In March, local fast-food chain Burgerville announced the closing of its downtown Vancouver location. Response on Burgerville’s Facebook fan page was immediate and emotional.

Burgerville No. 2 in Vancouver

Burgerville No. 2 in Vancouver.

Posts such as, “Noooo,” and “Dislike,” and “This is AWFUL!!!” tore through the online community.

Six-months later, the walk-up restaurant officially closed and the wrecking ball tore through the structure.

Since 1961, Burgerville has been a constant on the Northwest fast food scene. The first location was abandoned more than 35 years ago, and because it was out of sight many assumed the downtown restaurant, located on Mill Plain between C and D streets, was the first Burgerville. It was actually the second and known to insiders as Burgerville No. 2.

Burgerville No. 2 hung on, despite the inconvenience of no inside dining room and no drive-thru, and became a favorite lunch spot for many downtown workers. It also became a hub as a meet-up place, and interestingly enough, a magnet for car aficionados.

“I have fond memories of working at the cruise-in they used to have,” posted Burgerville Facebook fan, Chris M. Maitland-Davis. “They had cars parked everywhere.”

Burgerville’s Chief Cultural Officer Jake Graves agreed. “There were people everywhere. It was a very celebratory atmosphere.”

Other memories for Burgerville fans were more distinguished. To celebrate a 25th wedding anniversary the parking lot became the venue of a white tablecloth event.

“We had our staff in tuxedos and serving them – in a very elegant manner – hamburgers, fries and milkshakes,” said Graves.

Pole sign at Burgerville No 2, Vancouver WA

Pole sign at Burgerville No 2. Photo courtesy of Burgerville.

Other experiences were more painful and left a dent. When non-attentive drivers backed out of the parking spaces in front of the restaurant, the concrete bumpers protecting the pole holding the rotating Burgerville sign sustained some bashing. After closing the restaurant, the sign was removed, but not discarded, and will “show up again,” said Graves.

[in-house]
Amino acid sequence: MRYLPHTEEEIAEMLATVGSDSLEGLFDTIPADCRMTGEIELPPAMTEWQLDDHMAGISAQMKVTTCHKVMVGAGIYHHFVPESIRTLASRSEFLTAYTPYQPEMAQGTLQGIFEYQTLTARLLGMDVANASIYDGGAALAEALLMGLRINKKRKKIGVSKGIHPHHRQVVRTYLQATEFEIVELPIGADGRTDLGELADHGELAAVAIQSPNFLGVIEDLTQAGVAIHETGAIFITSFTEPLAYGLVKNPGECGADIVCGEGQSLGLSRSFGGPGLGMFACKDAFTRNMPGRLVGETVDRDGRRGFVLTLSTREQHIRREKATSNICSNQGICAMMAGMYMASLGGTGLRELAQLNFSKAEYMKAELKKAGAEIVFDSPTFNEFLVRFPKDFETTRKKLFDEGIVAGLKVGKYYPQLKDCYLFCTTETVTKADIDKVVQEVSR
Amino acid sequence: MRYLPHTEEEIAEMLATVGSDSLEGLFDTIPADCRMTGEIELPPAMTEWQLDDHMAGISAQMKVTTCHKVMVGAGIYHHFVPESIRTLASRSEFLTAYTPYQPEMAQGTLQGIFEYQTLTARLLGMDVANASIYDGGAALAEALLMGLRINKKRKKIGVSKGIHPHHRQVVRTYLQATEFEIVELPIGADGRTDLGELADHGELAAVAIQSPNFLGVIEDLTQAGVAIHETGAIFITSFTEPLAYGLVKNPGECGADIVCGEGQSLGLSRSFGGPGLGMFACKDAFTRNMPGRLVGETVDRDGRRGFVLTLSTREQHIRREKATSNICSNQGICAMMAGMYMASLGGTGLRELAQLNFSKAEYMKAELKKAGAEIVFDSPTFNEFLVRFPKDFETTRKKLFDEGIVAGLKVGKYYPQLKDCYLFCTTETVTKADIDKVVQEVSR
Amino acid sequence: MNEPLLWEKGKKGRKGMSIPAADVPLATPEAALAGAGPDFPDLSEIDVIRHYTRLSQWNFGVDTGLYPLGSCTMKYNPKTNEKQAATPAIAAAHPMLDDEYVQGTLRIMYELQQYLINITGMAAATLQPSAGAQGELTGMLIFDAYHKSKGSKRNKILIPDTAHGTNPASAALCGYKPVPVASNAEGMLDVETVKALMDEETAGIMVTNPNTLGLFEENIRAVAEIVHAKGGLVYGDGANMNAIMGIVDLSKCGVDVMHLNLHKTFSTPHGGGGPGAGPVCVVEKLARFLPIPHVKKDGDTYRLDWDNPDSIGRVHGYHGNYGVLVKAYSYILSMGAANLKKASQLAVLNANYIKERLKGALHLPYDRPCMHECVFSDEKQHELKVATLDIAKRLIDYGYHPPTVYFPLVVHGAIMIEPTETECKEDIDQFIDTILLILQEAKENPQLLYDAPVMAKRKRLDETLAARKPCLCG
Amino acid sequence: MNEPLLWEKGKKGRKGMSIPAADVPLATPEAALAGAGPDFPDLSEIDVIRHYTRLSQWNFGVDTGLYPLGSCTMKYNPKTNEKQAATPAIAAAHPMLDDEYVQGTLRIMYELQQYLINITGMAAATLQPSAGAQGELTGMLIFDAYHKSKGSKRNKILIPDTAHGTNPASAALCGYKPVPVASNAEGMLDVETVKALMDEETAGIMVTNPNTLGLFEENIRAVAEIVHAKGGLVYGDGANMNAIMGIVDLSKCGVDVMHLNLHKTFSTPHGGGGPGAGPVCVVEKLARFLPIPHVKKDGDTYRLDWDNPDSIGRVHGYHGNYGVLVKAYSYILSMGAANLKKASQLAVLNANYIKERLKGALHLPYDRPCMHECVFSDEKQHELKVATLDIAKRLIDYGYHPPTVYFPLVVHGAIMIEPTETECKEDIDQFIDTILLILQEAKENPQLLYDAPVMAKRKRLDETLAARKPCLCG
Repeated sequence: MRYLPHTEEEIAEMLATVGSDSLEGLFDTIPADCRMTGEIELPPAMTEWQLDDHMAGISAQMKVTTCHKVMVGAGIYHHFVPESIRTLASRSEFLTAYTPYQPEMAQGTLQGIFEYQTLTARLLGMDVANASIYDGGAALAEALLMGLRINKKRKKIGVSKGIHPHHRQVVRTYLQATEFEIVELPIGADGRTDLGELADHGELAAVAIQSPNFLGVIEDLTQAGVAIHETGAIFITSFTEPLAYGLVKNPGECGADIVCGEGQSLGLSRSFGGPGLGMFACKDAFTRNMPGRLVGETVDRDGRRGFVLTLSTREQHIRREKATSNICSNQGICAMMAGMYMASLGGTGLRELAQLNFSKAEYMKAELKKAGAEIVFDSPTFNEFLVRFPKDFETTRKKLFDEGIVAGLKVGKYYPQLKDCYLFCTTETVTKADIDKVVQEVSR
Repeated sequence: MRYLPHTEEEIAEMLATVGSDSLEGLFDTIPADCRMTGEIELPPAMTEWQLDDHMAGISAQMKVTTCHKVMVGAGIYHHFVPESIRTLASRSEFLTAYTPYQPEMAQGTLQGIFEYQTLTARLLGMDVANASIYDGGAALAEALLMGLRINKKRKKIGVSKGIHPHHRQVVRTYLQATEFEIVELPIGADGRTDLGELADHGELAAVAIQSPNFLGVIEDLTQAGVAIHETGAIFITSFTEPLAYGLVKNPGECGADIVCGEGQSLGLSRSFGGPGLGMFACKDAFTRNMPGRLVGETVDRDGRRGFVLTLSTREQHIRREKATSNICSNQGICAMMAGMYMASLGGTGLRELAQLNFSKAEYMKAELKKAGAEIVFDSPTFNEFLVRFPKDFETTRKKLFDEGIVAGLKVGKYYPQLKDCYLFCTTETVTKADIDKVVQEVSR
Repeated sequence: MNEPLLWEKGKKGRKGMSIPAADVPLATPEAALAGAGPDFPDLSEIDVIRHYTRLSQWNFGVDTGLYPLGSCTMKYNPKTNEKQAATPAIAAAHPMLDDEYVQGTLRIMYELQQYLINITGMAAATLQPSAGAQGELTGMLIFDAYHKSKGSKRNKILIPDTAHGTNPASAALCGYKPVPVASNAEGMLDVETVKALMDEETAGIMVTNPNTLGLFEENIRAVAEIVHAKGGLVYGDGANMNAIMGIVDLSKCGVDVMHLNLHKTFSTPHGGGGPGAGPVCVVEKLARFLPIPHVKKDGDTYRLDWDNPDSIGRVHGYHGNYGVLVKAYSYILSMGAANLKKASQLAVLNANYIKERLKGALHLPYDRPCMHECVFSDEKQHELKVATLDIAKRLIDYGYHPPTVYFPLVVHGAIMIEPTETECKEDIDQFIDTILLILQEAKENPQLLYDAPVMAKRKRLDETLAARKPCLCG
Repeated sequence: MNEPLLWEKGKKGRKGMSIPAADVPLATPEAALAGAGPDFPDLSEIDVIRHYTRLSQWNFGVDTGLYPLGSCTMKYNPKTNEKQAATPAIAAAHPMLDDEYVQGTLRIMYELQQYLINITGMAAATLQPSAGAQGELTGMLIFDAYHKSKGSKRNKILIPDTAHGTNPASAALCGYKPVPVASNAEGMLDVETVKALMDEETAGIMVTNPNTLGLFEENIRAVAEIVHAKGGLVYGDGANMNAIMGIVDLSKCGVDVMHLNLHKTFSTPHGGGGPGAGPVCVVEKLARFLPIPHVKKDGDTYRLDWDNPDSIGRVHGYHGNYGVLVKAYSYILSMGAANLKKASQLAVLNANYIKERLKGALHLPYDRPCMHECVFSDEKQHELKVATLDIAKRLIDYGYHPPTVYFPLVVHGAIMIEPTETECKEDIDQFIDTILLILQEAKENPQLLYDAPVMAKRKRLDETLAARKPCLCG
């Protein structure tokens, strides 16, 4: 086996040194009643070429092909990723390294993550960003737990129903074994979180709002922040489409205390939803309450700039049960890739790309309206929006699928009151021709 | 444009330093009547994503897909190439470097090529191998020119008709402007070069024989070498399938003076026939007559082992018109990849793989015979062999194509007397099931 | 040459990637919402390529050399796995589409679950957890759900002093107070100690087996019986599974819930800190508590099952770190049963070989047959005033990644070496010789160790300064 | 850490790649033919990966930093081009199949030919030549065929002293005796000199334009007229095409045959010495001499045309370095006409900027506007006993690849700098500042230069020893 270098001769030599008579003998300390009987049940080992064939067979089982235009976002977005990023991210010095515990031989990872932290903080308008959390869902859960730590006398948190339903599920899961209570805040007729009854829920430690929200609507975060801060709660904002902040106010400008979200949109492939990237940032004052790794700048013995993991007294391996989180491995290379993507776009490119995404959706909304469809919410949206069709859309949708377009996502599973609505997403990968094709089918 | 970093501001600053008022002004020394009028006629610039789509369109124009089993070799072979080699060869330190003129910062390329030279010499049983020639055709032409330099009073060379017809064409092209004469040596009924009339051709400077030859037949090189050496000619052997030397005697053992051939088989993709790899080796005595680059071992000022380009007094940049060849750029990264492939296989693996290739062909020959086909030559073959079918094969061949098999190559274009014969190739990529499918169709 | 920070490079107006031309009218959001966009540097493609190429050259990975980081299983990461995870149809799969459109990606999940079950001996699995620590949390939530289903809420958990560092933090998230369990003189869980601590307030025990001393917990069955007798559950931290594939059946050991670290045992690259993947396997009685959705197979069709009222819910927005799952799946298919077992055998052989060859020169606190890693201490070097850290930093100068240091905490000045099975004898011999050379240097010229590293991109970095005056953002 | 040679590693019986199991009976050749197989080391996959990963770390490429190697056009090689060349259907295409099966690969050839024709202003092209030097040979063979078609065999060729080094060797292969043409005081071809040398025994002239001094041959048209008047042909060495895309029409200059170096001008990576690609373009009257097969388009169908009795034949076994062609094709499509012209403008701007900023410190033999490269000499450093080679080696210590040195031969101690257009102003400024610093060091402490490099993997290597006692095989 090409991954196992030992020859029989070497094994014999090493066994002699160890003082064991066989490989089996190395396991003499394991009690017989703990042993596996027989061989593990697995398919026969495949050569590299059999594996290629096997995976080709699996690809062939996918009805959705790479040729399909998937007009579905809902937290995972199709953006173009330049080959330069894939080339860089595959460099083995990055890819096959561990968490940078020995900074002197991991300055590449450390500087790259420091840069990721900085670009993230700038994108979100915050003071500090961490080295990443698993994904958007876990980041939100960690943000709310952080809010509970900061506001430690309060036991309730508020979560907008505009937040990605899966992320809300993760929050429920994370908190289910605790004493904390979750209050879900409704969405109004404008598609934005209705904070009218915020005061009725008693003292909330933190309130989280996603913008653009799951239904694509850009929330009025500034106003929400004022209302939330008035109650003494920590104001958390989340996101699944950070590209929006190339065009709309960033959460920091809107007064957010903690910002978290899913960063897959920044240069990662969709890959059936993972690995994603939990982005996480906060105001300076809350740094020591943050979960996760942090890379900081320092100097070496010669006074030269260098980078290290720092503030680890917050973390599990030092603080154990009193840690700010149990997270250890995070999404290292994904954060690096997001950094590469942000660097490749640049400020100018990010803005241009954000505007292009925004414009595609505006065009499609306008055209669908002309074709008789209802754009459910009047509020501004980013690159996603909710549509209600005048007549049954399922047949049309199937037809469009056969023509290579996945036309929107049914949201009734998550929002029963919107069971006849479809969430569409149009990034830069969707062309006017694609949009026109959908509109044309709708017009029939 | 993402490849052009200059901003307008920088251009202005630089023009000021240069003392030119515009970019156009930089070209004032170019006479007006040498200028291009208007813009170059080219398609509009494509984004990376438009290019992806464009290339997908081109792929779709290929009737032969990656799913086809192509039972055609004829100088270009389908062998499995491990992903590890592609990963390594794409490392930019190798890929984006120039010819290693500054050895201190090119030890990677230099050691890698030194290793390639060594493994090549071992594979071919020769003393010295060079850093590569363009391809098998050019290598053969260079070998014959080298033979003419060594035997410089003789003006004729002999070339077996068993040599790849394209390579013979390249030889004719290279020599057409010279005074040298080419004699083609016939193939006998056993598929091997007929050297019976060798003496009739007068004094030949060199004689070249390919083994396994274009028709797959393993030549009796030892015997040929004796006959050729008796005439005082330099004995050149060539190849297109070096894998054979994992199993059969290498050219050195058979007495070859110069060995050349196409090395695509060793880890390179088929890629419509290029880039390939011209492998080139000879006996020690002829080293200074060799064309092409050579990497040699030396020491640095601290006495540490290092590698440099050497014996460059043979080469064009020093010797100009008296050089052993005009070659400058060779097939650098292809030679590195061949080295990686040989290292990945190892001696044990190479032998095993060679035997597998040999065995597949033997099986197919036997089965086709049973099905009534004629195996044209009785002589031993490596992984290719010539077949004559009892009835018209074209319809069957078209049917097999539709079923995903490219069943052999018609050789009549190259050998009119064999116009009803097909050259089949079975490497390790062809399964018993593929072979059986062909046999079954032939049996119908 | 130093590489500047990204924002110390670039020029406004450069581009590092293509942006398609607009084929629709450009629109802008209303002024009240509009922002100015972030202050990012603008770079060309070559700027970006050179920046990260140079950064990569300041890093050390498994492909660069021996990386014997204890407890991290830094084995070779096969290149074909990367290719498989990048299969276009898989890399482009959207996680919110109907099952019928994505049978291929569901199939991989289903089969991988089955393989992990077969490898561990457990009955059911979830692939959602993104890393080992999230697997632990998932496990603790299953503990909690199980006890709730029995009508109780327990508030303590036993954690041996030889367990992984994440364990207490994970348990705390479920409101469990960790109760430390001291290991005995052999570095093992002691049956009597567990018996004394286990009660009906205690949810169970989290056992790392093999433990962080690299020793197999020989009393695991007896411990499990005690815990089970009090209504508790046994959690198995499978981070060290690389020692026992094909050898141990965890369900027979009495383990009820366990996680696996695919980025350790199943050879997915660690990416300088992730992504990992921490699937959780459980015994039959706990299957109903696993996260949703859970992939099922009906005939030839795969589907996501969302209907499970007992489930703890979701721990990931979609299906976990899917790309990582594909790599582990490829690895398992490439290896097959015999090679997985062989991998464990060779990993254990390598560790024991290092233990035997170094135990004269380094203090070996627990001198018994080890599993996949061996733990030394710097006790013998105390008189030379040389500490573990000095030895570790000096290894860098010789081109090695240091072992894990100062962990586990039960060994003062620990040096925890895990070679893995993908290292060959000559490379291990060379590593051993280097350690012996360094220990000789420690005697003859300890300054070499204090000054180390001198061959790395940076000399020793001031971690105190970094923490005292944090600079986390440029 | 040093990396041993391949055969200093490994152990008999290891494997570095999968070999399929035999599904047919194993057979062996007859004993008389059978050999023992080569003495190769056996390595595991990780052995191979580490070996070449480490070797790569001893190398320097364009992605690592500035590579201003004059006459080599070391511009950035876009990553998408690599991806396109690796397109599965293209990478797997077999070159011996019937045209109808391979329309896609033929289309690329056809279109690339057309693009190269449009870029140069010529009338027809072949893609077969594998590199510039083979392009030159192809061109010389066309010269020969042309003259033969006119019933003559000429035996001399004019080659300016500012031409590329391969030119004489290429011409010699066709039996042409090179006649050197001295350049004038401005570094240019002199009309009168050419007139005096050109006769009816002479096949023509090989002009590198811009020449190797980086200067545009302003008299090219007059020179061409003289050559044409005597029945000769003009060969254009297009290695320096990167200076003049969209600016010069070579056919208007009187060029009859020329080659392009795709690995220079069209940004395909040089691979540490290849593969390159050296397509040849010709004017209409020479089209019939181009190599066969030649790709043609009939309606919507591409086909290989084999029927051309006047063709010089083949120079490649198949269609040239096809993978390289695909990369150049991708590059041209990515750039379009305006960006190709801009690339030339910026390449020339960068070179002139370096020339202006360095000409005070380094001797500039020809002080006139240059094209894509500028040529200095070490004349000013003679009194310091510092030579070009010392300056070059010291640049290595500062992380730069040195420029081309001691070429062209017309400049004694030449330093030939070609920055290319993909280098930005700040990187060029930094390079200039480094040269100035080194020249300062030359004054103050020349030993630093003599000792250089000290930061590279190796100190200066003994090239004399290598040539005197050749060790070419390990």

While the building and the pole sign may have disappeared, an enduring visual remains. According to Graves, Burgerville No. 2 was used as a guideline for a painting that hangs in many of the Burgerville locations. The image also appears on official t-shirts and can be purchased on the company’s website.

When asked if they would reopen downtown, Graves said there is no set location or timetable, but Burgerville is entertaining any ideas that come along.

“We are pursuing it and we will ultimately land something.”

Burgerville, known for its customer service, is also dedicated to its employees. All of the Burgerville No. 2 employees were offered positions at other locations. Most of them took advantage of the offer.

“There were like three or four who were going back to school and opted not to continue,” said Graves. “The rest are scattered around Clark County.”

The transition of these “very experienced and savvy employees has been an interesting phenomenon” said Graves. The transferring staff were eager to learn how to take care of a dining room and a drive-thru, and the knowledgeable employees thrived on teaching.

“It’s bringing a freshness to the other restaurants,” said Jack Graves.

Before the restaurant closed, though, last-chance diners kept the downtown servers busy. On Sept. 4, the day Burgerville No. 2 closed, it probably had one of its best sales days ever.

“I think that says a lot about how that Burgerville has served the community for almost 50 years.”

COUV.COM asks:

Have you worked in the fast food industry?

What was your best lesson learned on the job?